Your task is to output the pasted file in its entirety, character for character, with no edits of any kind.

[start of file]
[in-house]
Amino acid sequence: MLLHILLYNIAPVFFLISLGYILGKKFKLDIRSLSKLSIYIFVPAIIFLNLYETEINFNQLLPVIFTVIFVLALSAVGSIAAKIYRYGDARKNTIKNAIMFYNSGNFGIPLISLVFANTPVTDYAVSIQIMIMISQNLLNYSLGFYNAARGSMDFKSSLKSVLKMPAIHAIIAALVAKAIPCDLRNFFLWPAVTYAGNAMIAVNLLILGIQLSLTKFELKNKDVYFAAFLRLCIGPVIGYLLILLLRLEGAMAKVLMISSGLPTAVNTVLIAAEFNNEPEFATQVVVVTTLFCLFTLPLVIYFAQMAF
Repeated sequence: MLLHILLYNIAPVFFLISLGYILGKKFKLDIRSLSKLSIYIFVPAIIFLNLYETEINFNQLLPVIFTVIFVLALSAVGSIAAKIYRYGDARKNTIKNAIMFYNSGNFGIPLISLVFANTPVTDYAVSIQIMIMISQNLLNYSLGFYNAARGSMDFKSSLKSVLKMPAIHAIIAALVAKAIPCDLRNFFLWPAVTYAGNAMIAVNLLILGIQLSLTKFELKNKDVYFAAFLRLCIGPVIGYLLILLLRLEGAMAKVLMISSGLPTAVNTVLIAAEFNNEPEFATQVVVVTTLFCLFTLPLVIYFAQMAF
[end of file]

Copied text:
[in-house]
Amino acid sequence: MLLHILLYNIAPVFFLISLGYILGKKFKLDIRSLSKLSIYIFVPAIIFLNLYETEINFNQLLPVIFTVIFVLALSAVGSIAAKIYRYGDARKNTIKNAIMFYNSGNFGIPLISLVFANTPVTDYAVSIQIMIMISQNLLNYSLGFYNAARGSMDFKSSLKSVLKMPAIHAIIAALVAKAIPCDLRNFFLWPAVTYAGNAMIAVNLLILGIQLSLTKFELKNKDVYFAAFLRLCIGPVIGYLLILLLRLEGAMAKVLMISSGLPTAVNTVLIAAEFNNEPEFATQVVVVTTLFCLFTLPLVIYFAQMAF
Repeated sequence: MLLHILLYNIAPVFFLISLGYILGKKFKLDIRSLSKLSIYIFVPAIIFLNLYETEINFNQLLPVIFTVIFVLALSAVGSIAAKIYRYGDARKNTIKNAIMFYNSGNFGIPLISLVFANTPVTDYAVSIQIMIMISQNLLNYSLGFYNAARGSMDFKSSLKSVLKMPAIHAIIAALVAKAIPCDLRNFFLWPAVTYAGNAMIAVNLLILGIQLSLTKFELKNKDVYFAAFLRLCIGPVIGYLLILLLRLEGAMAKVLMISSGLPTAVNTVLIAAEFNNEPEFATQVVVVTTLFCLFTLPLVIYFAQMAF